The St. Louis County health department plans to hire three researchers to study chronic disease and cancer rates among residents with a focus on the area surrounding Coldwater Creek, which was contaminated decades ago with nuclear waste.
Results from a survey organized by residents and released earlier this year showed 1,242 cancers among 3,300 people who had lived near the north St. Louis County creek, which runs from St. Ann to the Missouri River. The residents started the survey after noticing a spike in diseases among their classmates who graduated in the late 1980s and early 1990s from McCluer North High School in Florissant.
The residents’ work caught the attention of federal, state and local health officials, who attended community meetings on the topic.
“We need to be able to validate the information, to figure out if it is real and scientifically based, and whether we can get them more information and support,” said Dr. Dolores Gunn, the health department’s director.
A 2013 Missouri health department study found no higher risk of cancer for people living in ZIP codes surrounding the creek. The study’s authors acknowledged its limitations because their data included residents of the area from only 1996 to 2004.
“The Coldwater Creek contamination really had occurred decades before,” Gunn said. “The people who grew up there have migrated to other communities.”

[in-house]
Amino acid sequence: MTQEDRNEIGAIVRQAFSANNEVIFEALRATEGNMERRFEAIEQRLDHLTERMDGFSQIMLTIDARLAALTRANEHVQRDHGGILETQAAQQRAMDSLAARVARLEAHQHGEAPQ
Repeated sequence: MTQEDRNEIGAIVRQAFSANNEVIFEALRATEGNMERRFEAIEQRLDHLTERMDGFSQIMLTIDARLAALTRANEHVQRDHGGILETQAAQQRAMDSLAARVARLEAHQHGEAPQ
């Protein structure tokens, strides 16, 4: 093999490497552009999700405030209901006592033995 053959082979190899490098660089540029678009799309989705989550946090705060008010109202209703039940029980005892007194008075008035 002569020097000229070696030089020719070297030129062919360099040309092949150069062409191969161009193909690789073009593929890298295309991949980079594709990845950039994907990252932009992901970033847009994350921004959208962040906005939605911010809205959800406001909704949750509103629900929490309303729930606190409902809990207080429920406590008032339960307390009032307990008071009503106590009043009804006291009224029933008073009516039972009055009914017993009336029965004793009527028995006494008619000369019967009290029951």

One goal of the new project is to come up with a scientific process for evaluating the health of former residents. The researchers will first try to locate the people and take detailed health histories. They will also study cancer registries, medical records and death certificates, Gunn said.
They face a challenge, as environmental cancer clusters are difficult to prove because of the complexity of the disease and the scope of the project. Current and former residents say they are most concerned with the number of rare cancers they’ve found and the relatively young ages.
The survey turned up about 40 cases of appendix cancer, which is diagnosed in fewer than 1 in 314,000 Americans each year. Dr. Graham Colditz, deputy director of the Institute for Public Health at Washington University, has said the number of appendix cancers in North County is larger than expected for the population.
The county health department has already hired the research team’s manager and will soon post job openings for two more epidemiologists. The county approved $268,224 a year for the full-time employees’ salaries and expenses. The team plans to start this fall looking for unusual patterns in diseases such as obesity and diabetes across the county, as well as any environmental risks linked to Coldwater Creek.
The creek was contaminated with uranium, thorium and radium starting in the 1940s after the dumping of nuclear waste from atomic bomb production in downtown St. Louis. Cleanup of the creek near the airport and the adjacent nuclear waste sites is overseen by the Army Corps of Engineers, which has nearly completed the work. The Corps is now studying soil and water samples from the creek north of I-270 for potential contamination.